Dr trixie Gadd

Trixie GaddHonorary Visiting Fellow, Centre for English Local History

 

Contact Details

Current Activities

I am currently working on transcriptions of documents for the AHRC-funded project ‘Conflict, Welfare and Memory During and After the English Civil Wars, 1642-1710’ led by Professor Andrew Hopper (see www.civilwarpetitions.ac.uk).

 

Research Interests

I completed my PhD in October 2019 with a thesis entitled “Tis my lot by faith to be sustained”: Clerical prosperity in seventeenth-century Dorset. This drew on a wide range of source materials (parochial and episcopal administrative records, state papers, parish valuations, wills and inventories, records of oath taking and published sermons) and on thousands of miles of walks through the landscape of the entire county. Based on the resulting biographical database of over 2,500 individuals appointed to Dorset’s 289 parochial livings, the thesis paints a vivid picture of the turbulent ecclesiastical, economic, social and political contexts in which these parochial clergymen lived and worked, viewed through a close examination of the county’s diverse landscape and topography.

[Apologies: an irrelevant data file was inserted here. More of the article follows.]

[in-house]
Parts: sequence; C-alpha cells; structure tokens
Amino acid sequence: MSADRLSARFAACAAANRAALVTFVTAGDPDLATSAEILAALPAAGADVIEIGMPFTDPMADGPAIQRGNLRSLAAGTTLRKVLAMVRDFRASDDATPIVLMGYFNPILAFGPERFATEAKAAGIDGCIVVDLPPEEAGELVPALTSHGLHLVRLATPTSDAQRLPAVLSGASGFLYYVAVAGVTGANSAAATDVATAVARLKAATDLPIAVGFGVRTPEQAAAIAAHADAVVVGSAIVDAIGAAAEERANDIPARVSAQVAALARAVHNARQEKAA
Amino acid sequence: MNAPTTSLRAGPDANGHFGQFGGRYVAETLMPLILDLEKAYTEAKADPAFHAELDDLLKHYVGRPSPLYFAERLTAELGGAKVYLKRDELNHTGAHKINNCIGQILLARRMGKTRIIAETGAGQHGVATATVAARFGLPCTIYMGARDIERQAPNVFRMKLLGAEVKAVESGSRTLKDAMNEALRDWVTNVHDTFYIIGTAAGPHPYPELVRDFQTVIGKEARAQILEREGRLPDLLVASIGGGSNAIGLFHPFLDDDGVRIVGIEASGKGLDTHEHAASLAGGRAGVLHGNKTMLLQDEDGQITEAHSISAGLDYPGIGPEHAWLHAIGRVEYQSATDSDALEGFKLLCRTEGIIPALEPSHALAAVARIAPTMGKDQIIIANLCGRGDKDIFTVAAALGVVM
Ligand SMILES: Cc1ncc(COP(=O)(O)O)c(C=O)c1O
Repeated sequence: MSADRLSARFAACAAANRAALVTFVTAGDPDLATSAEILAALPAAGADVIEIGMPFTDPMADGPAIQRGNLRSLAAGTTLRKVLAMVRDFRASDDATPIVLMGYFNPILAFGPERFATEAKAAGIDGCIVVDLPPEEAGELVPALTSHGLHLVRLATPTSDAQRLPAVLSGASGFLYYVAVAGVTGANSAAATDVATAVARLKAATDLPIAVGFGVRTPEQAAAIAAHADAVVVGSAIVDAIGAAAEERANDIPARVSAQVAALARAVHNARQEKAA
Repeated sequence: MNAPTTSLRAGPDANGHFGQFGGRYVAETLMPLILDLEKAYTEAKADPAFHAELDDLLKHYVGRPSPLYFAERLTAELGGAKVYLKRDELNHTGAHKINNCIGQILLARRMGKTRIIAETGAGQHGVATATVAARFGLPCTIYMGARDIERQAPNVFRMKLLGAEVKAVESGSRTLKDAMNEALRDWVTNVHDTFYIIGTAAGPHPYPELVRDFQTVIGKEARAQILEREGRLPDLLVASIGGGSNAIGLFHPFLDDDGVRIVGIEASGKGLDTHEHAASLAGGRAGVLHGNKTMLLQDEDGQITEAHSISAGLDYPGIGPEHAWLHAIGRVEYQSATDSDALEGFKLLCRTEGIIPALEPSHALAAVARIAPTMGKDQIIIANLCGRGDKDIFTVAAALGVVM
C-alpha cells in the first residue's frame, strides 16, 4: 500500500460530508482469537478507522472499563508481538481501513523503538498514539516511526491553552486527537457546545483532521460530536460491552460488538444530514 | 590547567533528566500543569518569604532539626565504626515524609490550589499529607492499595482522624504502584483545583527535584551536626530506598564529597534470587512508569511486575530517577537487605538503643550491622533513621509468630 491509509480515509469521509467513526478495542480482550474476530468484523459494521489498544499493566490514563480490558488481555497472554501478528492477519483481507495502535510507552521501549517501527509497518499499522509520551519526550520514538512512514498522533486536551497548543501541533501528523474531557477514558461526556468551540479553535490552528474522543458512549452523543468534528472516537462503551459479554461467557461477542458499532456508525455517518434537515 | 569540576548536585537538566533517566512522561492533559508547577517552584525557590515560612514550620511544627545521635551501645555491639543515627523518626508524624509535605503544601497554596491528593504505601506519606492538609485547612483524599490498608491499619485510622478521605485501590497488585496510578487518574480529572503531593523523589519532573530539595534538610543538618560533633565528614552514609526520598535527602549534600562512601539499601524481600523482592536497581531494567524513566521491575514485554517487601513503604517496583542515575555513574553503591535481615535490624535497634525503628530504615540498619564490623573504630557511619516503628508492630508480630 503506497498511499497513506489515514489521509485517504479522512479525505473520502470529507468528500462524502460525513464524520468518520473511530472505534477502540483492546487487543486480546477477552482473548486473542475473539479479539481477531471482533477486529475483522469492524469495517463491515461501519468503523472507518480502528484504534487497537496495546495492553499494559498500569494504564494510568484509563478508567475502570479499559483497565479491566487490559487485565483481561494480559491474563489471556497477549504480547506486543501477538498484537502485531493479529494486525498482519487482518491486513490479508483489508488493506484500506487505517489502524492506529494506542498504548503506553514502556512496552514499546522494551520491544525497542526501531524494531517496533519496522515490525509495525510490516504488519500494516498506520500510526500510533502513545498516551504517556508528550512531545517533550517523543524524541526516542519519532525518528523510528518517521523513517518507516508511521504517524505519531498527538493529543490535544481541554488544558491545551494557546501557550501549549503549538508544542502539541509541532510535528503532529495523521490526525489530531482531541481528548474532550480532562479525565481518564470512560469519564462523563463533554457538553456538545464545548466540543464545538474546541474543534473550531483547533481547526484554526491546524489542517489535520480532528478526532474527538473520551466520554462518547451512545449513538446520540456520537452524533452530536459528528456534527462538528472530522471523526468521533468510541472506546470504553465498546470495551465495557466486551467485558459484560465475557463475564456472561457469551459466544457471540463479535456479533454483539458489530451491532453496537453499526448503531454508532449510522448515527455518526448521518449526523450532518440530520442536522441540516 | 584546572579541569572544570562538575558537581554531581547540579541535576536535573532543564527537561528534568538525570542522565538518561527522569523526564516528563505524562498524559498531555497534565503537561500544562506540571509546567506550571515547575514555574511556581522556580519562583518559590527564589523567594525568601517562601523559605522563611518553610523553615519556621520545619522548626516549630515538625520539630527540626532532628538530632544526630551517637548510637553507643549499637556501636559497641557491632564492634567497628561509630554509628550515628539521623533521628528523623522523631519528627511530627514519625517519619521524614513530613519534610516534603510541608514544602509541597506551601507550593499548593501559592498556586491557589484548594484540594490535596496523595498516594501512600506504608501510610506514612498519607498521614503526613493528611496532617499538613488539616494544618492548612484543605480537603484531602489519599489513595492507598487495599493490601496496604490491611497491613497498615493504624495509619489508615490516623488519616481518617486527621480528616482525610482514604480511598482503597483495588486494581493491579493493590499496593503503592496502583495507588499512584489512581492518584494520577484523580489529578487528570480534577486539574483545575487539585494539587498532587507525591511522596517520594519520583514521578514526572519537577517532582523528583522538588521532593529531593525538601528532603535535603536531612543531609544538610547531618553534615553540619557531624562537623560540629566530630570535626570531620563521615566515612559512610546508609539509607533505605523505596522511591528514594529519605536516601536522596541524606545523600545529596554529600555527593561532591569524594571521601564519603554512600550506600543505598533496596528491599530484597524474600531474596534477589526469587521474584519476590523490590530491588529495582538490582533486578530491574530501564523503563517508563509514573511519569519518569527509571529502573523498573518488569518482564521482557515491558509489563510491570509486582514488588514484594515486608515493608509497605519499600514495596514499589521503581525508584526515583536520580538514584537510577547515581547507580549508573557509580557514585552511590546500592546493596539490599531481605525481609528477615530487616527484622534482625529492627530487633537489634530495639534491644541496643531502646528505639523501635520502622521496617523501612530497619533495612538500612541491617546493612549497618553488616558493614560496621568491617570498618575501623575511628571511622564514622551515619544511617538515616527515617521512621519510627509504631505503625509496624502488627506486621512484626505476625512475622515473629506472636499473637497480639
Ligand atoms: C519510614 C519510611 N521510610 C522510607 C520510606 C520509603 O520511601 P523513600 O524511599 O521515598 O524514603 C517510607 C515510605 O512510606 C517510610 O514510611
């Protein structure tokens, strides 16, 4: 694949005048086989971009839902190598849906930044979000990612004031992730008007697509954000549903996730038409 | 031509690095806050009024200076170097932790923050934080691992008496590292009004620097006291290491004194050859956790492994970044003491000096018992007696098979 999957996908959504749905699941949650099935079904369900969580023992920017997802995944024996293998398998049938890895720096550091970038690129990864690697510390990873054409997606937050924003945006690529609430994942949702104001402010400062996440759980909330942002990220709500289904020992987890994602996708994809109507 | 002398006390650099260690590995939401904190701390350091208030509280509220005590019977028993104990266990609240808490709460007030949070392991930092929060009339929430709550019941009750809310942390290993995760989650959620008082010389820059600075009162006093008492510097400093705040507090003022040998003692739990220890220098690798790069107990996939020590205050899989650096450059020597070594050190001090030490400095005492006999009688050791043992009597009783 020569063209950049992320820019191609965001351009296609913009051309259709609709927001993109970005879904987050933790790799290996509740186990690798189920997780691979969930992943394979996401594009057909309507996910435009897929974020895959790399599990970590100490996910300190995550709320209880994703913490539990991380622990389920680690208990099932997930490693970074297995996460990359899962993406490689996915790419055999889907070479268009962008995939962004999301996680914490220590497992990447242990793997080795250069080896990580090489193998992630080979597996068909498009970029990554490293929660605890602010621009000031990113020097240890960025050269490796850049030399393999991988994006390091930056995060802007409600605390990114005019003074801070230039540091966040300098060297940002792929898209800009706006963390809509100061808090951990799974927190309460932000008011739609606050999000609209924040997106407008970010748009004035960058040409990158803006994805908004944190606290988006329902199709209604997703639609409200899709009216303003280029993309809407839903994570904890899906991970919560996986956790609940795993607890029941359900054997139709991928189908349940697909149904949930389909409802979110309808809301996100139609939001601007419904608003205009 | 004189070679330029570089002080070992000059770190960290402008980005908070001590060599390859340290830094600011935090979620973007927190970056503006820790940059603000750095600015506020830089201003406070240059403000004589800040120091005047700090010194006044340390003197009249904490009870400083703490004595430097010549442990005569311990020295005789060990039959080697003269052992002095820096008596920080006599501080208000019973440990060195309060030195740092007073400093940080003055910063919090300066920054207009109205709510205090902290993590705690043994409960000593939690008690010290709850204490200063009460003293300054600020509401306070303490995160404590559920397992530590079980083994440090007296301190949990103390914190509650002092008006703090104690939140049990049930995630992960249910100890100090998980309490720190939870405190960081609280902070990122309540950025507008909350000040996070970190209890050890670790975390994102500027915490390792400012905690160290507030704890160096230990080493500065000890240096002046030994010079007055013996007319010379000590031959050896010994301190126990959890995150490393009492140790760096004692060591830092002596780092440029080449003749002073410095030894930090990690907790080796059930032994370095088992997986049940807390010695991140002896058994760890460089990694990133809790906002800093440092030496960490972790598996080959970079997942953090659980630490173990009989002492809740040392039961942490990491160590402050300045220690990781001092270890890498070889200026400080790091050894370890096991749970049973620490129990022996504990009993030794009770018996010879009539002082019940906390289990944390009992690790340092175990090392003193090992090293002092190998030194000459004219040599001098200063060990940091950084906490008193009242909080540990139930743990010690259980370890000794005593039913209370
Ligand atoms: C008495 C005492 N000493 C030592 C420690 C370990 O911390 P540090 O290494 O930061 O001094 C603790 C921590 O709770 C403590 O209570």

My ongoing personal research, inspired by the fact that several of my clergy subjects left musical instruments in their wills or inventories, is on informal music-making networks in seventeenth-century Dorset.
I work full-time as a freelance academic proofreader, but still manage to find time for walking, running, paddle boarding, windsurfing, swimming and cycling around beautiful Dorset.

Publications

T. Gadd, ‘The impact of the landscape on the clergy of seventeenth-century Dorset’. In F. McCall (ed.), Church and People in Interregnum Britain (London, forthcoming).
T. Gadd, ‘Conflict and conciliation in the parish of St George, Gloucestershire, 1750–1850’, Midland History, 39 (2014), pp.69-89.

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